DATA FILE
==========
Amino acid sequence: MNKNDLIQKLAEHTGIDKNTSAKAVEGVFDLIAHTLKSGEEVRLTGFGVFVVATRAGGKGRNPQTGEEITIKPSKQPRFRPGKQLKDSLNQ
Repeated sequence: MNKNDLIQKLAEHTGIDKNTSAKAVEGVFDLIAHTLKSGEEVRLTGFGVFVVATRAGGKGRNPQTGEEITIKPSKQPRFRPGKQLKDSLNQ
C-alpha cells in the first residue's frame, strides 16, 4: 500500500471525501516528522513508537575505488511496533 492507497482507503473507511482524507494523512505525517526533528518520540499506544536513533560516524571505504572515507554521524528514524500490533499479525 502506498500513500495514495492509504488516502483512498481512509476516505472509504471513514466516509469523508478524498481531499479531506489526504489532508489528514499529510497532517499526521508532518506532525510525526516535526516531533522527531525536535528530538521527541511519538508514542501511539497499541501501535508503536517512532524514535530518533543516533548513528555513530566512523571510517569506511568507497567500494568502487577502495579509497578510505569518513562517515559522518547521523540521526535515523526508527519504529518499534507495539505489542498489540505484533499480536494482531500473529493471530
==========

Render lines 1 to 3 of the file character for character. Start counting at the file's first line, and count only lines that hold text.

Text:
Amino acid sequence: MNKNDLIQKLAEHTGIDKNTSAKAVEGVFDLIAHTLKSGEEVRLTGFGVFVVATRAGGKGRNPQTGEEITIKPSKQPRFRPGKQLKDSLNQ
Repeated sequence: MNKNDLIQKLAEHTGIDKNTSAKAVEGVFDLIAHTLKSGEEVRLTGFGVFVVATRAGGKGRNPQTGEEITIKPSKQPRFRPGKQLKDSLNQ
C-alpha cells in the first residue's frame, strides 16, 4: 500500500471525501516528522513508537575505488511496533 492507497482507503473507511482524507494523512505525517526533528518520540499506544536513533560516524571505504572515507554521524528514524500490533499479525 502506498500513500495514495492509504488516502483512498481512509476516505472509504471513514466516509469523508478524498481531499479531506489526504489532508489528514499529510497532517499526521508532518506532525510525526516535526516531533522527531525536535528530538521527541511519538508514542501511539497499541501501535508503536517512532524514535530518533543516533548513528555513530566512523571510517569506511568507497567500494568502487577502495579509497578510505569518513562517515559522518547521523540521526535515523526508527519504529518499534507495539505489542498489540505484533499480536494482531500473529493471530